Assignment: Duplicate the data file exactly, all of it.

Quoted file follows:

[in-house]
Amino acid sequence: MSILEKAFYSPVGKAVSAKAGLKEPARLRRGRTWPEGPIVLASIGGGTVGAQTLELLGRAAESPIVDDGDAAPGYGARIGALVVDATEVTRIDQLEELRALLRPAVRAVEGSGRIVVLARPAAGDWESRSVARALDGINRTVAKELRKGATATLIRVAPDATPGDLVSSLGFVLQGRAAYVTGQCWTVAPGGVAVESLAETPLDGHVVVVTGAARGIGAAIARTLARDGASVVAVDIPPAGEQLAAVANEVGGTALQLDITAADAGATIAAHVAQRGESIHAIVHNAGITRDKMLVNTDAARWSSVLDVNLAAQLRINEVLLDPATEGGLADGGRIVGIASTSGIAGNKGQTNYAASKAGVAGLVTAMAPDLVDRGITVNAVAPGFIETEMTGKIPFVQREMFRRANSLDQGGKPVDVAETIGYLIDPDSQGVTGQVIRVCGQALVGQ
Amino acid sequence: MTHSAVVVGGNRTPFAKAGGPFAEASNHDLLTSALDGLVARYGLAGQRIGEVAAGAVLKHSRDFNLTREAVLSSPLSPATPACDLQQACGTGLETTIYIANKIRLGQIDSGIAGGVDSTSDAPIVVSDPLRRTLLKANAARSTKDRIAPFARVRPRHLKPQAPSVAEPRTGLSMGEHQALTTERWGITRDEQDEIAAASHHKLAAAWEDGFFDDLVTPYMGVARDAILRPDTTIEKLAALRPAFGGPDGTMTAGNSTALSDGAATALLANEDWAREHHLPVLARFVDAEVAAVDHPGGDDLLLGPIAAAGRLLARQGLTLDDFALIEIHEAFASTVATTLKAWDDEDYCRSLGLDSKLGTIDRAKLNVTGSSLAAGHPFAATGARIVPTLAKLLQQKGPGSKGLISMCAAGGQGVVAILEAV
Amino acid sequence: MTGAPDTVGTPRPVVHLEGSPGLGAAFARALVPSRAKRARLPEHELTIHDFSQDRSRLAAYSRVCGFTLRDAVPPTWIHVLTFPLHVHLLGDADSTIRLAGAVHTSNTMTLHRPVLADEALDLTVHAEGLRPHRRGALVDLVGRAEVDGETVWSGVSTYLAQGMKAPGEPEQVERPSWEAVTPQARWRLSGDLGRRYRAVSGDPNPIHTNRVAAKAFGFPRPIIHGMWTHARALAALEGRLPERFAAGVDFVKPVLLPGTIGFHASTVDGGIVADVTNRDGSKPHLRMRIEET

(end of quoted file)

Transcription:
[in-house]
Amino acid sequence: MSILEKAFYSPVGKAVSAKAGLKEPARLRRGRTWPEGPIVLASIGGGTVGAQTLELLGRAAESPIVDDGDAAPGYGARIGALVVDATEVTRIDQLEELRALLRPAVRAVEGSGRIVVLARPAAGDWESRSVARALDGINRTVAKELRKGATATLIRVAPDATPGDLVSSLGFVLQGRAAYVTGQCWTVAPGGVAVESLAETPLDGHVVVVTGAARGIGAAIARTLARDGASVVAVDIPPAGEQLAAVANEVGGTALQLDITAADAGATIAAHVAQRGESIHAIVHNAGITRDKMLVNTDAARWSSVLDVNLAAQLRINEVLLDPATEGGLADGGRIVGIASTSGIAGNKGQTNYAASKAGVAGLVTAMAPDLVDRGITVNAVAPGFIETEMTGKIPFVQREMFRRANSLDQGGKPVDVAETIGYLIDPDSQGVTGQVIRVCGQALVGQ
Amino acid sequence: MTHSAVVVGGNRTPFAKAGGPFAEASNHDLLTSALDGLVARYGLAGQRIGEVAAGAVLKHSRDFNLTREAVLSSPLSPATPACDLQQACGTGLETTIYIANKIRLGQIDSGIAGGVDSTSDAPIVVSDPLRRTLLKANAARSTKDRIAPFARVRPRHLKPQAPSVAEPRTGLSMGEHQALTTERWGITRDEQDEIAAASHHKLAAAWEDGFFDDLVTPYMGVARDAILRPDTTIEKLAALRPAFGGPDGTMTAGNSTALSDGAATALLANEDWAREHHLPVLARFVDAEVAAVDHPGGDDLLLGPIAAAGRLLARQGLTLDDFALIEIHEAFASTVATTLKAWDDEDYCRSLGLDSKLGTIDRAKLNVTGSSLAAGHPFAATGARIVPTLAKLLQQKGPGSKGLISMCAAGGQGVVAILEAV
Amino acid sequence: MTGAPDTVGTPRPVVHLEGSPGLGAAFARALVPSRAKRARLPEHELTIHDFSQDRSRLAAYSRVCGFTLRDAVPPTWIHVLTFPLHVHLLGDADSTIRLAGAVHTSNTMTLHRPVLADEALDLTVHAEGLRPHRRGALVDLVGRAEVDGETVWSGVSTYLAQGMKAPGEPEQVERPSWEAVTPQARWRLSGDLGRRYRAVSGDPNPIHTNRVAAKAFGFPRPIIHGMWTHARALAALEGRLPERFAAGVDFVKPVLLPGTIGFHASTVDGGIVADVTNRDGSKPHLRMRIEET